Building a Bridge Between Academic and Non-Academic Units Through Assessment ANNE COOPER MOORE, PH.D. DEAN, LIBRARY AFFAIRS JAMES S. ALLEN, PH.D. ASSOCIATE PROVOST FOR ACADEMIC PROGRAMS SHARON WALTERS,
RWWL 2010-2015 STRATEGIC PLAN: Building a 21st Century Learning Community Advancing the Academic Village Clark Atlanta University Interdenominational Theological Center Morehouse College Spelman College
RYERSON UNIVERSITY POLICY OF SENATE PERIODIC PROGRAM REVIEW OF GRADUATE AND UNDERGRADUATE PROGRAMS Policy Number 126 Previous Approvals: April 5, 2005; May 6, 2008; November 2, 2010; May 3, 2011, May 3,
1 Revised August 2013 Revised March 2006 Presented to Planning Council December 1993 Table of Content Mission, Vision, and Core Values... 3 Institutional Goals... 4 Historical Perspective and Current View...
Web Function & Design Project Charter UCSC Web Presence & Services Program 5/21/2009 Final Author: ITS Project Management Office THINKING AT THE EDGE Table of Contents 1 PROJECT BACKGROUND... 1 1.1 The
UNIVERSITY LEADERSHIP COUNCIL Strategies for Success within a Student Affairs-Based Enrollment Management Enterprise Custom Research Brief RESEARCH ASSOCIATE Jeffrey Martin RESEARCH MANAGER Sarah Moore
NDSU GUIDELINES FOR SELF STUDY PROGRAM REVIEW REPORT September 11, 2015 The purpose of preparing the self study report is to Meet the requirements of the State Board of Higher Education NDSU policy (SBHE
GRADUATE PROGRAM REVIEW POLICY Texas Southern University The Purposes of Graduate Program Review Graduate program review at Texas Southern University exists to ensure that programs are functioning at the
Applied Projects Organizational Impact Report For the Nonprofit Leadership and Management Graduate Program June 2011 Heather Carpenter, Ph.D. Research Associate Caster Family Center for Nonprofit and Philanthropic
NASPAA s Research Universities Report 3/4/16 Data Source: 2014-2015 NASPAA Annual Data Report N= 109 schools, 120 programs 70% of Research Universities Fall 2015 Current Enrollment 15552 students Average
Council for the Advancement of Standards in Higher Education INITIAL REPORT CAS Self-Assessment Guide Arkansas State University-Beebe Student Success Center Counseling Services Spring 2010 2 CAS Counseling
Northside College Preparatory High School 5501 N. Kedzie Avenue. Chicago, Illinois 60625 Telephone (773) 534-3954 Fax (773) 534-3964 For Immediate Release: February 23, 2015 Northside College Preparatory
Leadership Profile Georgia College & State University Dean of the College of Education This search is being assisted by: THE SEARCH FOR A DEAN OF THE COLLEGE OF EDUCATION AT GEORGIA COLLEGE Georgia College
Office of Student Programs Strategic Plan FY 2013 - FY2018-0 - Introduction Dynamic leadership focused on producing meaningful outcomes will characterize our future. For the Office of Student programs,
The College of Business Oregon State University Strategic Plan Approved June 2012 Updated June 2013 Updated June 2014 1 The College of Business Oregon State University Vision Developing professionals who
UNIVERSITY LEADERSHIP COUNCIL The Undergraduate Education Office and First-Year Offerings Custom Research Brief TABLE OF CONTENTS RESEARCH ASSOCIATE Joe LeMaster RESEARCH MANAGER Sarah Moore I. Research
1 Dean of the College of Pharmacy and Health Sciences Texas Southern University invites nominations and applications for the position of Dean of the College of Pharmacy and Health Sciences (COPHS). Reporting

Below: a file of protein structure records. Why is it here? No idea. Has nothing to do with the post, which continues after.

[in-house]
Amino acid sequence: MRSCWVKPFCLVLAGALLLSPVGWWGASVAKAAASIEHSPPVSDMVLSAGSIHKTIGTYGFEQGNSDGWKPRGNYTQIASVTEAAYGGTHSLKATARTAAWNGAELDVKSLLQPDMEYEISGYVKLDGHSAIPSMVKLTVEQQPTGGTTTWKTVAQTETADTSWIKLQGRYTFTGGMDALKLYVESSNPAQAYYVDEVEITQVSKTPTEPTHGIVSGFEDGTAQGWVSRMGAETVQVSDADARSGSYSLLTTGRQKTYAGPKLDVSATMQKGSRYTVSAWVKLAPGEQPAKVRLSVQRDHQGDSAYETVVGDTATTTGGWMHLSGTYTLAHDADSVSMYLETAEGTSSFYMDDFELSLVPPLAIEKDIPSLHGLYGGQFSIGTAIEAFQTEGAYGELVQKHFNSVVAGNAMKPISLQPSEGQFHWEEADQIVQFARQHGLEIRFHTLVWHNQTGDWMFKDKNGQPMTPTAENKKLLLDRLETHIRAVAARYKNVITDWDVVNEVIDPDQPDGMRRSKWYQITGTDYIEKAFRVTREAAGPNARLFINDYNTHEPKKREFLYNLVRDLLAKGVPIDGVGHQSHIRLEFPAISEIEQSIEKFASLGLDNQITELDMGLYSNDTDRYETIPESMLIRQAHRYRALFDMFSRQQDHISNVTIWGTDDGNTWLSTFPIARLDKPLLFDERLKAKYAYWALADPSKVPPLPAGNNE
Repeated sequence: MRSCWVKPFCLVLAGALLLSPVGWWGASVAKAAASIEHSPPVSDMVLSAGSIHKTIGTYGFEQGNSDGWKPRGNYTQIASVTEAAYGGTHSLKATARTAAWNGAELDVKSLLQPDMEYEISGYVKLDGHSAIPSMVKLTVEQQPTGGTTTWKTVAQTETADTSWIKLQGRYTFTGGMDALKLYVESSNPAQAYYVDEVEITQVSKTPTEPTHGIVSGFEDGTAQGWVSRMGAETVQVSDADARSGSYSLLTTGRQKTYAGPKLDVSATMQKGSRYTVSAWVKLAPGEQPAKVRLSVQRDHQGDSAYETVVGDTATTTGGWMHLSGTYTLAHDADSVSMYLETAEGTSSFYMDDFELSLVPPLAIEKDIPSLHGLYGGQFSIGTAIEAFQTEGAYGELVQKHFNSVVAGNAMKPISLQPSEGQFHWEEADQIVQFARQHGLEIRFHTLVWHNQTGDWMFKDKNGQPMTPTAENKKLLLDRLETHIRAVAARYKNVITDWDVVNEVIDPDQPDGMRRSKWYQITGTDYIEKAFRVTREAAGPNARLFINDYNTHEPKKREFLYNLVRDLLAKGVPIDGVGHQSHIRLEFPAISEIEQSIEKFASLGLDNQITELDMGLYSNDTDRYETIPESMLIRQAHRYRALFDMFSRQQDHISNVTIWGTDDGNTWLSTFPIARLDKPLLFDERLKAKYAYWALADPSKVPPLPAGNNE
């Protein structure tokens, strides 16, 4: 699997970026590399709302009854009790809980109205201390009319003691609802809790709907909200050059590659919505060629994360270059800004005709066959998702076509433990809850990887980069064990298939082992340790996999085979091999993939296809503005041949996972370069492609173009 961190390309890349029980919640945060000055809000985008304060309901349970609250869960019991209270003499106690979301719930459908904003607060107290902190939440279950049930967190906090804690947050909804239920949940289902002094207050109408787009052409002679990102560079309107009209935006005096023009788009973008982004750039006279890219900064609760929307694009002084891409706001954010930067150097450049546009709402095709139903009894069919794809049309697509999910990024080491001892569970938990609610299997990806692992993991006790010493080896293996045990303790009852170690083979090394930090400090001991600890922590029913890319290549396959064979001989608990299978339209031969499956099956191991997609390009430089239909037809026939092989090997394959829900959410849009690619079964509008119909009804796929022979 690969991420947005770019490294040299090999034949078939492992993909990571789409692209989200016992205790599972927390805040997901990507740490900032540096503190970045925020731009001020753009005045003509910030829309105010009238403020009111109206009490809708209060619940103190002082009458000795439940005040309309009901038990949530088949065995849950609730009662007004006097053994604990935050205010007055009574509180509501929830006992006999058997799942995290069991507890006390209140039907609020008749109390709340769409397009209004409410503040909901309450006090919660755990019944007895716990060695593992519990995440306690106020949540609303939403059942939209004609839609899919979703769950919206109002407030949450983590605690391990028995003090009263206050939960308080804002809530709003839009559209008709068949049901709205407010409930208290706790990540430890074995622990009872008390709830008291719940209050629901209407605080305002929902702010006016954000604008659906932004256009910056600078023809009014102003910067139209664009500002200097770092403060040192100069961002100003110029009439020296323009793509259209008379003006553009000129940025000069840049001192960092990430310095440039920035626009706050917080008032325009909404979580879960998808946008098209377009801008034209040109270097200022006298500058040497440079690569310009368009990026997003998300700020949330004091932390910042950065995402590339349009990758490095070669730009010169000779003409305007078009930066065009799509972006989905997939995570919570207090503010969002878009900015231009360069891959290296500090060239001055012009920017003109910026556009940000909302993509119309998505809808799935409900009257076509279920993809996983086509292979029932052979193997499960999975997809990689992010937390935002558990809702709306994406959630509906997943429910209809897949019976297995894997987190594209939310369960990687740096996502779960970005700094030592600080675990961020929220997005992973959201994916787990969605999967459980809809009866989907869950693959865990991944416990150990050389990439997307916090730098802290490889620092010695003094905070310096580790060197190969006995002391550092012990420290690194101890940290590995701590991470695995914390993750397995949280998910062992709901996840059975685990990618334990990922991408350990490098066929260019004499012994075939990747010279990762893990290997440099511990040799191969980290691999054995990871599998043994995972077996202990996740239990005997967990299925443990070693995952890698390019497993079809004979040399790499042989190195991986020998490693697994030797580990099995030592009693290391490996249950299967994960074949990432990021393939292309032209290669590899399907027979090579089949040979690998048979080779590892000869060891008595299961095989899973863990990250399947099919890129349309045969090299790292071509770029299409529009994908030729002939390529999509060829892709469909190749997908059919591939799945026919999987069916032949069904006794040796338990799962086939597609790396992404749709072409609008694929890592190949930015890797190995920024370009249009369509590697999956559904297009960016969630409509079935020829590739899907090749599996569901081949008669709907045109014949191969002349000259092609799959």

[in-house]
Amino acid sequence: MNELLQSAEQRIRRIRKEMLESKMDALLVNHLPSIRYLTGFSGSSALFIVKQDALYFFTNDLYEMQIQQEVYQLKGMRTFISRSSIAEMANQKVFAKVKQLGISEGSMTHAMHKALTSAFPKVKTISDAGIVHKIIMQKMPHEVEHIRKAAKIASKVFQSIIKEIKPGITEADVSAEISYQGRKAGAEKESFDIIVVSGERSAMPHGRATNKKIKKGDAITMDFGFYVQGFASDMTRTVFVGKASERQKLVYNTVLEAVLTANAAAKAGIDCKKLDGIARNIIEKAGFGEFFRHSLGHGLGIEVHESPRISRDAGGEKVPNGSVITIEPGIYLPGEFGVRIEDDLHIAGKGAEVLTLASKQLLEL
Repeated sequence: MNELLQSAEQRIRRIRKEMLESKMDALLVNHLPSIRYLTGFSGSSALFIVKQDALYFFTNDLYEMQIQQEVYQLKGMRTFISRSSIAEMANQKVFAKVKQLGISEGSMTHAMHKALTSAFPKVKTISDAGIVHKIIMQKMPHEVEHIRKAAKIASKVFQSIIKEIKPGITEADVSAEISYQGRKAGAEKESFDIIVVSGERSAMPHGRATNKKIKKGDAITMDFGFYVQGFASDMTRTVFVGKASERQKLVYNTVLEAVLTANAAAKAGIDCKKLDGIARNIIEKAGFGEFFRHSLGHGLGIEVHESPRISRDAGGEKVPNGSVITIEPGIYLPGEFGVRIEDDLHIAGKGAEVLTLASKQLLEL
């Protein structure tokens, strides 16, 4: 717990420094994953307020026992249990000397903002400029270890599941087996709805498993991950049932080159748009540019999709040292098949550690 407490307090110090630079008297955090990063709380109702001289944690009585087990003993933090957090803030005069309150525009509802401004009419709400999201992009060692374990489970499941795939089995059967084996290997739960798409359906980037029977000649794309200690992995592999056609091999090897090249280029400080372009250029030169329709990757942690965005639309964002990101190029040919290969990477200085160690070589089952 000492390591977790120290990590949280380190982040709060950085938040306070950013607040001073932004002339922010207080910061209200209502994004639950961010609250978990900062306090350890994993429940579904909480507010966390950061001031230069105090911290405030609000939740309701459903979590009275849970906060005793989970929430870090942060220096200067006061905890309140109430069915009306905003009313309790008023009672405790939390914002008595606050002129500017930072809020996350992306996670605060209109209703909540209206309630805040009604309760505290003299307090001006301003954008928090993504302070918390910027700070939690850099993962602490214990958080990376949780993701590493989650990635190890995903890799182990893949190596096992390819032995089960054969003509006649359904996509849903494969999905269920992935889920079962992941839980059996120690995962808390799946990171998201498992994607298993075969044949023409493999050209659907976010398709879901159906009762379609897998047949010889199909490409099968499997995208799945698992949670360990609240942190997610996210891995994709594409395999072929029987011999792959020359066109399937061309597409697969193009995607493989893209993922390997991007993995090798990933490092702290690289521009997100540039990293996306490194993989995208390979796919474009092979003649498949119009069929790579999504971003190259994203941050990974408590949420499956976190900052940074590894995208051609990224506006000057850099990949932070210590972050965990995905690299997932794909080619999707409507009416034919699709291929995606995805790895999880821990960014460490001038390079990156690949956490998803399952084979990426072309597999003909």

EXECUTIVE SEARCH PROFILE DEAN OF THE UNIVERSITY LIBRARY San José State University invites nominations and applications for visionary and innovative academic leader for Dean of the University Library. THE
Transformation through Education: A Strategic Blueprint for Molloy College - 2012 and beyond 2012-2017 Executive Summary Mission Statement Molloy College, an independent, Catholic college, rooted in the
Entrepreneurship at Princeton A statement by President Christopher L. Eisgruber and Provost David S. Lee Recently, an advisory committee on Princeton entrepreneurship submitted a report to us that described
STUDENT LEARNING ASSESSMENT REPORT SUBMITTED BY: C.KOPAC AND M. VENZKE DATE: JUNE 26, 2014 REVISED JANUARY 2015 TO MEET UAC RECOMMENDATIONS SEE BELOW- HEADING HIGHLIGHTED IN GREY BRIEFLY DESCRIBE WHERE
Towson University Strategic Academic Plan 2010-2016 University Summary Mission Statement Towson University, as the state s comprehensive Metropolitan University, offers a broad range of undergraduate and
Department of Institutional Research and Planning Name of Person Completing Report Dr. Ebenezer Kolajo 1. Departmental Mission http://www.westga.edu/irp UNIVERSITY OF WEST GEORGIA ANNUAL REPORT TEMPLATE
HOFSTRA UNIVERSITY FRATERNITY & SORORITY LIFE 5-STAR PROGRAM GUIDE Office of Student Leadership & Activities 2014-2015 1 Introduction The Office of Student Leadership & Activities has implemented the following
Northern Arizona University University Assessment Committee Annual Assessment Report Template Purpose: The Annual Assessment Report Template helps academic program faculty to organize, reflect upon, and
Master of Public Administration Graduate Program The Barbara Jordan Mickey Leland School of Public Affairs Our Program O u r Pr o g r a m The Barbara Jordan Mickey Leland School of Public Affairs Program
28 Case Study 1 City, State Los Altos Hills, CA City population estimate 2013 8,334 1 Campus setting Suburb: Large Fall 2013 student enrollment 14,814 Part-time 64% Female 50% White 35% Latino or Hispanic
Standards for Accreditation of Master s Programs in Library and Information Studies Adopted by approval of the Council of the American Library Association, February 2, 2015 Purpose of Accreditation Introduction
Evaluation of Undergraduate Academic Programs Self-Study Guidelines Office of the Provost Fall 2009 Purpose This guide is designed to support academic unit efforts to evaluate undergraduate academic programs
Case Study: The Western Michigan University Doctorate in Interdisciplinary Health Sciences by Paul D. Sarvela, vice president for academic affairs, Southern Illinois University The College of Health and
Using Evidence to Enhance Student Learning: Examples of Good Assessment Practice Jillian Kinzie NEEAN Conference November 7, 2014 Overview NILOA who we are and what we do 2013 Provost Survey Findings relevant